Our Human Fear
The order which cannot be put into books.
Quote of the Moment
No organization in the political and commercial sense of the word is organic. Organizations, in this sense, are based on the following of linear rules and laws imposed from above – that is, of strung-out, serial, one-thing-at-a-time sequences of words and signs which can never grasp the complexity of nature, although nature is only “complex” in relation to the impossible task of translating it into these linear signs. Outside the human world, the order of nature goes along without consulting books, but our human fear is that the Tao which cannot be described, the order which cannot be put into books, is chaos.
| Alan Watts, Tao: The Watercourse Way
Yet another business essay -- this one by Adam Bryant -- that implicitly segregates 'leaders' from everyone else in the organization.
The crises of the last 18 months have led to profound shifts in our perception of the role of organizations in society, the nature of work itself (how and where it gets done), and the qualities that matter most in leaders now. This period of disruption has also led many people to reconsider what they want to do and where they want to live. And so, with all these fundamental career questions being put on the table, I would argue that we should add one more: do people really want the promotions that everyone assumes they want?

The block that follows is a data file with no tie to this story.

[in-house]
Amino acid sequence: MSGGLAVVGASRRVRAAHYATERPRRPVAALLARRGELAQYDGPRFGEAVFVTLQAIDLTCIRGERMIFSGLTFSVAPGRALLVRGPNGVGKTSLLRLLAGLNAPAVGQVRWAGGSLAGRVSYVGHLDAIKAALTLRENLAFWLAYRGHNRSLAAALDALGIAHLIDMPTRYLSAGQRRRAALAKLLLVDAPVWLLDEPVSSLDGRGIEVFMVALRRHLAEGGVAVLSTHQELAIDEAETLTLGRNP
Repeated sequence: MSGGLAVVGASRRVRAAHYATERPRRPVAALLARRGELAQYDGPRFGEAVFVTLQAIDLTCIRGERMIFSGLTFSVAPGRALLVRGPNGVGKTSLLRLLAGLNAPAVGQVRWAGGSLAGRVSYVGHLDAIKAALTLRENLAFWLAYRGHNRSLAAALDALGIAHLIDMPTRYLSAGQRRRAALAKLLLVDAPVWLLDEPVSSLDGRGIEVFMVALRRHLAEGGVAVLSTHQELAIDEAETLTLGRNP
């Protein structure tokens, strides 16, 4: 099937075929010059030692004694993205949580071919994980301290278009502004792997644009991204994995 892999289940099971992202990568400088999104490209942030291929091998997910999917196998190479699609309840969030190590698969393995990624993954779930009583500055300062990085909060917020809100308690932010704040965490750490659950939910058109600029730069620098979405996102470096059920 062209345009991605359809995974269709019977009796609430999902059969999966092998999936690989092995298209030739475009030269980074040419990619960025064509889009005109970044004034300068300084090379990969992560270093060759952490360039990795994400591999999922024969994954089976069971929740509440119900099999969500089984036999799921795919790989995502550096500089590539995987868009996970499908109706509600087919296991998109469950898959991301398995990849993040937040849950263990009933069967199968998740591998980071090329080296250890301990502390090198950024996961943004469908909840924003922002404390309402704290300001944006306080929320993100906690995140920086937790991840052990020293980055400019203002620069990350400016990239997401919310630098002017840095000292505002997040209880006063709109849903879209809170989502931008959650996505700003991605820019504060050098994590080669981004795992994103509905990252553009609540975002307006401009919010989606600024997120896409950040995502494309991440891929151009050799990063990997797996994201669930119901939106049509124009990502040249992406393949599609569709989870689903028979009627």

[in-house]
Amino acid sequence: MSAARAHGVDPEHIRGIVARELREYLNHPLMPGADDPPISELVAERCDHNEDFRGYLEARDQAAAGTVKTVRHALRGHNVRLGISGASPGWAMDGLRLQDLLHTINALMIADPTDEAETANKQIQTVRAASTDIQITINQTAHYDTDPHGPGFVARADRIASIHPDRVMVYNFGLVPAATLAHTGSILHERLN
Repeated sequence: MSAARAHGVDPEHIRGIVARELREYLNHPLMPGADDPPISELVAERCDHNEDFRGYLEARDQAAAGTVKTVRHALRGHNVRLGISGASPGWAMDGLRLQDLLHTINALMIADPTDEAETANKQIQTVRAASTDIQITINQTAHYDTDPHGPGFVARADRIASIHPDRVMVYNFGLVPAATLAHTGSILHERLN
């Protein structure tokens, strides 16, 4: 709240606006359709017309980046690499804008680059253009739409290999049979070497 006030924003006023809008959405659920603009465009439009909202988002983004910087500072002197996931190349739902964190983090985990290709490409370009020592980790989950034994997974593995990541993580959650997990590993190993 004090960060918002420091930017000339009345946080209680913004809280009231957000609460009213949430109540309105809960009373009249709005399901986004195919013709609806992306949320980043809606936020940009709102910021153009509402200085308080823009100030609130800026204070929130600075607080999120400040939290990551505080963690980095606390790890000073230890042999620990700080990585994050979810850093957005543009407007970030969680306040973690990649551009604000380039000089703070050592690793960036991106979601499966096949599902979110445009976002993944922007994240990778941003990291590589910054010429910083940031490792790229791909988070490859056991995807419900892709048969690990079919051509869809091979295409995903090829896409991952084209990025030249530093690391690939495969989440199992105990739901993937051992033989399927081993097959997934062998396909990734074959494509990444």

Yes, I get that it might seem like trying to fight gravity. The reward systems we have in place are structured to create a powerful upward pull. But once the thrill of the new title and pay bump wears off, a lot of people find themselves in roles that they may not like or be suited for. It’s a fact of life that many people think they want a particular job until they actually get that job.